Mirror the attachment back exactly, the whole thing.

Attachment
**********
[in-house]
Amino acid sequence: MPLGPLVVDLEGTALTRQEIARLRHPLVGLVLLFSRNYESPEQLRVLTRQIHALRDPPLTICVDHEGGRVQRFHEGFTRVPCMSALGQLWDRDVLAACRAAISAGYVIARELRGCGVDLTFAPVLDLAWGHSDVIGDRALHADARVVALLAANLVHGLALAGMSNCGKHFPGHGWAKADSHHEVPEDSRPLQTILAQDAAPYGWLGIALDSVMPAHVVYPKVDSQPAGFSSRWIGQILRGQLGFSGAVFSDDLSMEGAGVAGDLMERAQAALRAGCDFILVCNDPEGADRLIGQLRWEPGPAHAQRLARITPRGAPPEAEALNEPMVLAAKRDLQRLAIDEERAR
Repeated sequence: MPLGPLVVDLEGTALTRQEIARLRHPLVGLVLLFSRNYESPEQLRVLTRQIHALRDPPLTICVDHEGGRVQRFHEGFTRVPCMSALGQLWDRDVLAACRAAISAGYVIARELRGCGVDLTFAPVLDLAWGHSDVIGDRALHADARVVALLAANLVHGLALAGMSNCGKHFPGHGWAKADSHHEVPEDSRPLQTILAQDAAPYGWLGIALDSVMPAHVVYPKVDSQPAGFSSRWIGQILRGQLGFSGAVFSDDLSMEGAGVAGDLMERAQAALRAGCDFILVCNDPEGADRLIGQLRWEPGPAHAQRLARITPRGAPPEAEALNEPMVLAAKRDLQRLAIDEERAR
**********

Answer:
[in-house]
Amino acid sequence: MPLGPLVVDLEGTALTRQEIARLRHPLVGLVLLFSRNYESPEQLRVLTRQIHALRDPPLTICVDHEGGRVQRFHEGFTRVPCMSALGQLWDRDVLAACRAAISAGYVIARELRGCGVDLTFAPVLDLAWGHSDVIGDRALHADARVVALLAANLVHGLALAGMSNCGKHFPGHGWAKADSHHEVPEDSRPLQTILAQDAAPYGWLGIALDSVMPAHVVYPKVDSQPAGFSSRWIGQILRGQLGFSGAVFSDDLSMEGAGVAGDLMERAQAALRAGCDFILVCNDPEGADRLIGQLRWEPGPAHAQRLARITPRGAPPEAEALNEPMVLAAKRDLQRLAIDEERAR
Repeated sequence: MPLGPLVVDLEGTALTRQEIARLRHPLVGLVLLFSRNYESPEQLRVLTRQIHALRDPPLTICVDHEGGRVQRFHEGFTRVPCMSALGQLWDRDVLAACRAAISAGYVIARELRGCGVDLTFAPVLDLAWGHSDVIGDRALHADARVVALLAANLVHGLALAGMSNCGKHFPGHGWAKADSHHEVPEDSRPLQTILAQDAAPYGWLGIALDSVMPAHVVYPKVDSQPAGFSSRWIGQILRGQLGFSGAVFSDDLSMEGAGVAGDLMERAQAALRAGCDFILVCNDPEGADRLIGQLRWEPGPAHAQRLARITPRGAPPEAEALNEPMVLAAKRDLQRLAIDEERAR